Passive infrared camera measurements demonstrate modest effect of mechanically induced internal voids on Dracaena fragrans stem temperature
Burcham, Daniel C.
Leong, Eng Choon
Date of Issue2012
School of Civil and Environmental Engineering
The use of infrared cameras as a tree diagnostic device was proposed on the basis that internal defects reduce thermal conductivity and surface temperatures, but existing research has failed to demonstrate a clear connection between these two features. Consequently, two experiments were designed to evaluate the effect of internal voids on stem surface temperature. Cylindrical voids were created in 5 cm diameter stems of Dracaena fragrans by mechanically removing internal tissue. In each experiment, the dimension of internal voids varied among five experimental treatments with two controls. Infrared (IR) images were collected by directly focusing the camera on the stem surfaces concealing internal voids. Infrared images were analyzed using a concurrent mixed methods approach, including qualitative image evaluation and quantitative surface temperature analysis. In each experiment, IR image evaluation revealed a noticeable reduction in surface temperature around the largest void size (3.8 cm). Analyses of linear temperature trending and surface temperature mostly corroborated the visual evaluation. The average temperature above the largest void size was 0.4–0.6 °C lower than other treatments, which remained substantially similar to one another. Overall, these results suggest the technique is exclusively able to identify relatively large internal defects occupying at least 76% of the stem cross-sectional area.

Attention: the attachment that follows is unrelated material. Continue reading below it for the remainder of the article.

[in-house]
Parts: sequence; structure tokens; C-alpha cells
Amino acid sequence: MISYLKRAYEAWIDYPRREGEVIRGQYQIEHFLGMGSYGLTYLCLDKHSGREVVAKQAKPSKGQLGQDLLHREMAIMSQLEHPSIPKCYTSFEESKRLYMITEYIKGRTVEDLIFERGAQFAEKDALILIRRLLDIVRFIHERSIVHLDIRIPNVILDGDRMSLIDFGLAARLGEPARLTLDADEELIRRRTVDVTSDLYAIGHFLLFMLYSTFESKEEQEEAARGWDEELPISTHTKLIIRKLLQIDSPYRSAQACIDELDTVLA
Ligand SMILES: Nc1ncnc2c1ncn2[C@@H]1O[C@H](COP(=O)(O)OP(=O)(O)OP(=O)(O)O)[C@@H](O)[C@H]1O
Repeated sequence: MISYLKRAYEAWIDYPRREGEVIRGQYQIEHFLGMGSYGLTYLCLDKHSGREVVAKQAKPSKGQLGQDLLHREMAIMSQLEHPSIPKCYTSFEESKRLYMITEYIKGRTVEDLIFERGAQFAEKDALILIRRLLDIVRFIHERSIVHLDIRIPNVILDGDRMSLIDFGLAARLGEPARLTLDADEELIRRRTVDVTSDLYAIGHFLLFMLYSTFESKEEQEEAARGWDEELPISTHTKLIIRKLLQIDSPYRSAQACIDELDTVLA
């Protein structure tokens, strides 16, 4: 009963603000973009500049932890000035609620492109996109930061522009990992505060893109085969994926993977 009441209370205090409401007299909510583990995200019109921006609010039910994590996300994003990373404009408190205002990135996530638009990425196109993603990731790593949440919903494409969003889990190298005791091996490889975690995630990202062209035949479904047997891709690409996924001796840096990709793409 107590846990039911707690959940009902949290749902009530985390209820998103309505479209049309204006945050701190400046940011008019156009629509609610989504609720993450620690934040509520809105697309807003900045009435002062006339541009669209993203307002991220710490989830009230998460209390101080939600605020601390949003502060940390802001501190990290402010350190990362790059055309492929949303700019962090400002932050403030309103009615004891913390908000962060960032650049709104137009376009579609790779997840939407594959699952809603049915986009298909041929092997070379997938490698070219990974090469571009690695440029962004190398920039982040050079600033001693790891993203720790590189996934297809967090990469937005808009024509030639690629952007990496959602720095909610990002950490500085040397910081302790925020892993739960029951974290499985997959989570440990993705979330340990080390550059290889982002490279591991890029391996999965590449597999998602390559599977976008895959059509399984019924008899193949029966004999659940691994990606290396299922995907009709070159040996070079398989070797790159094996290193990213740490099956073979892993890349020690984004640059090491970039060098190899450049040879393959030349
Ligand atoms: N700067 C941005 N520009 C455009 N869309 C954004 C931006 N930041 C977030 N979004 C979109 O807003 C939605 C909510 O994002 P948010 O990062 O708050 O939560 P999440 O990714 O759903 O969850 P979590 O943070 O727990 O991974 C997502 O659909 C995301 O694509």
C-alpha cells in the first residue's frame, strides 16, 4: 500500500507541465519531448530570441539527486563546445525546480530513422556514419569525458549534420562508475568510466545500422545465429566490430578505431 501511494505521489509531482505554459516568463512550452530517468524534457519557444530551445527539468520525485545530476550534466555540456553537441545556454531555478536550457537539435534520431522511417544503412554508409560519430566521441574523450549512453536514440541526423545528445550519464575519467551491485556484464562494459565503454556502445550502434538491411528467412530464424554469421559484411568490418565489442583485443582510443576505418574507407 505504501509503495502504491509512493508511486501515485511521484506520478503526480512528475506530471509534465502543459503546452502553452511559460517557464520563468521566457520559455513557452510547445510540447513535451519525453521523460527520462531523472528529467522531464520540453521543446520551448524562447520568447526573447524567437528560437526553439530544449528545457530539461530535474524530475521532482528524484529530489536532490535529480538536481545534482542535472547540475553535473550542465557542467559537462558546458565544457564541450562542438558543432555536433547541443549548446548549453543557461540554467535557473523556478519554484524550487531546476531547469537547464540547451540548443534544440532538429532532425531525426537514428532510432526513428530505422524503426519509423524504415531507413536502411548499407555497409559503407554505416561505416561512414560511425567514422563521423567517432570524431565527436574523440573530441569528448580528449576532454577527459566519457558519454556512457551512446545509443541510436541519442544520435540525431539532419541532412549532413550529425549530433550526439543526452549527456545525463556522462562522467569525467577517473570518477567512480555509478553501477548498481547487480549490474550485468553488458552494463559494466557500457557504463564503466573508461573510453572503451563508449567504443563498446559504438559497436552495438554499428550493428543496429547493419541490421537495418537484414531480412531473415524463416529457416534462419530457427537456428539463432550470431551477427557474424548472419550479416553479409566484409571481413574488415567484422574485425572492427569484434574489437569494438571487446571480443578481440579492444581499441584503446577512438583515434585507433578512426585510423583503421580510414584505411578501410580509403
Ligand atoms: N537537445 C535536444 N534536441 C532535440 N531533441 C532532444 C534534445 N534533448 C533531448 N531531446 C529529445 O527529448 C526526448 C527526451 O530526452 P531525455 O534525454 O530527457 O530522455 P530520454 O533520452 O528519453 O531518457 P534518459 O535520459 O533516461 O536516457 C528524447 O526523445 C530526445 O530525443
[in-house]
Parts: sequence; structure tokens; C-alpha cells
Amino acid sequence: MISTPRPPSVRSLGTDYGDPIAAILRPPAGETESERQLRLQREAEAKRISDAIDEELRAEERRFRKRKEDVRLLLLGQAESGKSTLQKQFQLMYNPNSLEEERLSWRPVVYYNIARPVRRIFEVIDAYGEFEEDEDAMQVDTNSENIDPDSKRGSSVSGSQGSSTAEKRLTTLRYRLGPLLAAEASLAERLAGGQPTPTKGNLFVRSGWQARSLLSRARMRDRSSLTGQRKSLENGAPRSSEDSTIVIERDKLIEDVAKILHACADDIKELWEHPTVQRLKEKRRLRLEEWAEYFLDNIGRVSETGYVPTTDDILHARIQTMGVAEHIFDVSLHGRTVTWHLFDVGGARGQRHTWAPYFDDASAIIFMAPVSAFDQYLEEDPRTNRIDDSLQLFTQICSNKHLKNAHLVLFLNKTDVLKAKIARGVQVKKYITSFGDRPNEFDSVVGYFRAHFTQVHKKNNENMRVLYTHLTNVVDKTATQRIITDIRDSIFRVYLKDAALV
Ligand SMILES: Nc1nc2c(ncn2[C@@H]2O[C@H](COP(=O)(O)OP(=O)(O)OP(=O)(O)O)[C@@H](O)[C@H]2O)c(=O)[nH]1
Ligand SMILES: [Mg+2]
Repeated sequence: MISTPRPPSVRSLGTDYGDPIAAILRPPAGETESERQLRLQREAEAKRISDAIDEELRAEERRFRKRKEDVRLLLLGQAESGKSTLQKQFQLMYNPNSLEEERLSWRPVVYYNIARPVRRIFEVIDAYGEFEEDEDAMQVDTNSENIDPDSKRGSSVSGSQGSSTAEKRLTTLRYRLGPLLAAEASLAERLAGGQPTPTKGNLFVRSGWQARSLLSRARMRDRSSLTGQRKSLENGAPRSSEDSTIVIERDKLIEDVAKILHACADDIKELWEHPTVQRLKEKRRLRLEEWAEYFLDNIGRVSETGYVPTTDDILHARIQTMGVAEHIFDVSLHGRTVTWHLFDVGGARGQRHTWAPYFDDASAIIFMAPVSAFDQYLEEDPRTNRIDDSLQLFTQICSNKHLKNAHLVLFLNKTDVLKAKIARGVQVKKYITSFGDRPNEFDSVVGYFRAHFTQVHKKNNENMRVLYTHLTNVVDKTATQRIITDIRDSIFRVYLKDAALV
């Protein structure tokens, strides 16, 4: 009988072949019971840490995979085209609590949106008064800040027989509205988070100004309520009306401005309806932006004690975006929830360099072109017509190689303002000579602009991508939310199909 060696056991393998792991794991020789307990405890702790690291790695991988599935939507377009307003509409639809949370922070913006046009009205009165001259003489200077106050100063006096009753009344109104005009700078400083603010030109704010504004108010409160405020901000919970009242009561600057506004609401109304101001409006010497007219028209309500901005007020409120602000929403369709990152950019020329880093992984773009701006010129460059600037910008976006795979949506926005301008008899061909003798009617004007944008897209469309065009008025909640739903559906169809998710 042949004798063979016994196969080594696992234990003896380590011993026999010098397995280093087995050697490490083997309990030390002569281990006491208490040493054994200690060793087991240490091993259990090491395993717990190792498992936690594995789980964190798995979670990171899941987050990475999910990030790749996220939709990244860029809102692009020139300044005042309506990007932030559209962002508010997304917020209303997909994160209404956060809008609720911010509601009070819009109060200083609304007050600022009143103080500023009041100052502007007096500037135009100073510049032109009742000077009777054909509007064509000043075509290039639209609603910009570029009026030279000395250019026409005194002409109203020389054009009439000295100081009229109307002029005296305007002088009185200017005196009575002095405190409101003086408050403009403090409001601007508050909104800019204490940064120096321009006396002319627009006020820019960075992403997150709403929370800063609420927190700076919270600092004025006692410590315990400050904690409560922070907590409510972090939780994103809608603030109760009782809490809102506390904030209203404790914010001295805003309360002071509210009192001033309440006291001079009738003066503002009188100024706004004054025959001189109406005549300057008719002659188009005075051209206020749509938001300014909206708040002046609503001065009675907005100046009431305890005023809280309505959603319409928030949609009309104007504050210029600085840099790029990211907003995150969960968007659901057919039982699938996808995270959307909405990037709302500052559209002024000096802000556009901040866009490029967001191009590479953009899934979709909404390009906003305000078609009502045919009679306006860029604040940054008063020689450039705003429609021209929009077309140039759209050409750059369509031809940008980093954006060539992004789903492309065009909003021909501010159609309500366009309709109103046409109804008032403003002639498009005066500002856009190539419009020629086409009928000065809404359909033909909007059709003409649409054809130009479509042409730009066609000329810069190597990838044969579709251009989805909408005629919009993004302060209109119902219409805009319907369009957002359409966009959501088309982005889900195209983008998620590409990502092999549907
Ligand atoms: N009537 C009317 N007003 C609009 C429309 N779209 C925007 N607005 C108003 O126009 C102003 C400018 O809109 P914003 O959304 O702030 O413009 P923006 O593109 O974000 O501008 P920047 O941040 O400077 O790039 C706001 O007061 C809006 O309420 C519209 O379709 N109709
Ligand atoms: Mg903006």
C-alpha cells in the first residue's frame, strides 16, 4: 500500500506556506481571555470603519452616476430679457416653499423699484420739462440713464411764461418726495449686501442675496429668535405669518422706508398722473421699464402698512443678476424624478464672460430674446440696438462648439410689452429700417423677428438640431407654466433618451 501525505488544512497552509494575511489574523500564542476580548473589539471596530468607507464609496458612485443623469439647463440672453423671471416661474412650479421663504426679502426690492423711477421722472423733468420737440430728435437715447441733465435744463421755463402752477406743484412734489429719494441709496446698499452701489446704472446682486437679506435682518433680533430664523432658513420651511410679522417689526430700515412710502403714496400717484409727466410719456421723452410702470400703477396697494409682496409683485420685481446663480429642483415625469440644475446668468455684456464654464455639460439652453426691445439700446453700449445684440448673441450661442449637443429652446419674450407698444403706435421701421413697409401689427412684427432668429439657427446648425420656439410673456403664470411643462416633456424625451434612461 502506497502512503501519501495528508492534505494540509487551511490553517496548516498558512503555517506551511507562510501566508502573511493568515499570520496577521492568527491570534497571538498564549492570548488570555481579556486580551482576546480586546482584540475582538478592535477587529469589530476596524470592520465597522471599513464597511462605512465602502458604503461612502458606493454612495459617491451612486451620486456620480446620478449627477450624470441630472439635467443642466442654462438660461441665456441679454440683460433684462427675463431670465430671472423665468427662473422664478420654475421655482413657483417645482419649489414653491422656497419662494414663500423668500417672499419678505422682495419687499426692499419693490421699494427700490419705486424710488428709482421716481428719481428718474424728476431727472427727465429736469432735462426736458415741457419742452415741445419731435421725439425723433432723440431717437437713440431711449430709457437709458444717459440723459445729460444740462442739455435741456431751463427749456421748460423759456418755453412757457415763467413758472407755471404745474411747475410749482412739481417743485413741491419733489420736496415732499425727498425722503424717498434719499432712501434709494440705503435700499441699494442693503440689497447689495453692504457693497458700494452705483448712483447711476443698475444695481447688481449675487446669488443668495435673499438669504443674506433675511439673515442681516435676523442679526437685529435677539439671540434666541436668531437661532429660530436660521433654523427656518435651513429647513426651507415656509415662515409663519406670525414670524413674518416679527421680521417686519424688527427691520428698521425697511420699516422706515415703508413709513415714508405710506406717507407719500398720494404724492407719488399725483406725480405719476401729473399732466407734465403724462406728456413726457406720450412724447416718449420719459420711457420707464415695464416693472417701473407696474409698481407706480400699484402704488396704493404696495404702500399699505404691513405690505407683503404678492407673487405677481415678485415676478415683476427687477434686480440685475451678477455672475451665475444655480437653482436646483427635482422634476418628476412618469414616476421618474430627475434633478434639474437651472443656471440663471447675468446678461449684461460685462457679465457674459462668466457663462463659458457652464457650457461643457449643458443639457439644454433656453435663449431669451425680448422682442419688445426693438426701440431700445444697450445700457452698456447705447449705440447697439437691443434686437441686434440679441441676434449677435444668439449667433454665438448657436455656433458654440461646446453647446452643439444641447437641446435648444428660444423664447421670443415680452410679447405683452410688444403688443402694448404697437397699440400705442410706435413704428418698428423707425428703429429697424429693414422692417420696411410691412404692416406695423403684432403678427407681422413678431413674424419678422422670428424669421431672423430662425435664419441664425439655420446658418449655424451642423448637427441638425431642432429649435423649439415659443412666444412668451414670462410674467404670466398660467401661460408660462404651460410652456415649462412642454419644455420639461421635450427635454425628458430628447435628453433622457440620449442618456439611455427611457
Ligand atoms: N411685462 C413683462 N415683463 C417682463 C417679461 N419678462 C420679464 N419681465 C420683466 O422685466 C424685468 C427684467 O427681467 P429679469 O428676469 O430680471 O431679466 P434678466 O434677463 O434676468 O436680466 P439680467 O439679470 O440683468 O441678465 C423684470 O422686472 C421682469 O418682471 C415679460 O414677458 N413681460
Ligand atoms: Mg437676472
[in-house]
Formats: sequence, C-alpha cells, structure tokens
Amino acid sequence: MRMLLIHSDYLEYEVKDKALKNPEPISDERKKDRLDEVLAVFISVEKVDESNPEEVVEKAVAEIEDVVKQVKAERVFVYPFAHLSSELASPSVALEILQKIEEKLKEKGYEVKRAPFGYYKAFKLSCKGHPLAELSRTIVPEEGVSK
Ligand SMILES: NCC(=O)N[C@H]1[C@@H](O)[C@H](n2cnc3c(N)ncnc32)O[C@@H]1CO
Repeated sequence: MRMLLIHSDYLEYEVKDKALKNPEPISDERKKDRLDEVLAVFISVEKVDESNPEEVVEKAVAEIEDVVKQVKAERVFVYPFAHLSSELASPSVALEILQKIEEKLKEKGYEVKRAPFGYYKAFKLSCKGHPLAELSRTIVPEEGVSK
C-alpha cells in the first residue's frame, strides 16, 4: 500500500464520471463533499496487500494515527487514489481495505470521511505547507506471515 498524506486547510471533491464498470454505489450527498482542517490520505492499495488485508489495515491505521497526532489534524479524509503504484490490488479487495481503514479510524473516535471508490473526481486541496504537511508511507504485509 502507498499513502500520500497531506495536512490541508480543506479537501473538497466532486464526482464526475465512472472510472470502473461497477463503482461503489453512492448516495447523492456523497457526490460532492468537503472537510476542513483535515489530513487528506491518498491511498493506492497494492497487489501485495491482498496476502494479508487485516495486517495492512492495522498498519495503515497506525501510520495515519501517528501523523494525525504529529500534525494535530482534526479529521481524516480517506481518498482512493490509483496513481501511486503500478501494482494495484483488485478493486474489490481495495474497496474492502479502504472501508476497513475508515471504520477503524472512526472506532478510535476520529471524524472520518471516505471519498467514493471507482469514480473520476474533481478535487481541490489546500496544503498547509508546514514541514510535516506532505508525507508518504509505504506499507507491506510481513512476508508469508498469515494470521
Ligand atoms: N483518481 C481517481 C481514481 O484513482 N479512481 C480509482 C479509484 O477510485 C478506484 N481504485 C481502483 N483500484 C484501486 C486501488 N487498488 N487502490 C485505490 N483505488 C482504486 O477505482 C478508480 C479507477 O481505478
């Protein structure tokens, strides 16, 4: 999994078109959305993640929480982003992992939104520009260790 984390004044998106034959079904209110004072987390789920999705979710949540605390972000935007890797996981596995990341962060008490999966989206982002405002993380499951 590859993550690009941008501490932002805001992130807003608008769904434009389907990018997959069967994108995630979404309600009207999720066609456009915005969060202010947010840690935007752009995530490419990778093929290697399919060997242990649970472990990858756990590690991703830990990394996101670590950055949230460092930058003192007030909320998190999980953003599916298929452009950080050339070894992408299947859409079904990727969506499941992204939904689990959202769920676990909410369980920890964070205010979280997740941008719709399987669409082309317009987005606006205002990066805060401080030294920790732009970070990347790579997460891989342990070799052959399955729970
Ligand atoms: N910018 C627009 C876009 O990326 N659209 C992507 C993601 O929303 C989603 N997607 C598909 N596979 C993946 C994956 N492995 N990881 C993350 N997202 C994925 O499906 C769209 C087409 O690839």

Urban forestry & urban greening
© 2012 Elsevier GmbH.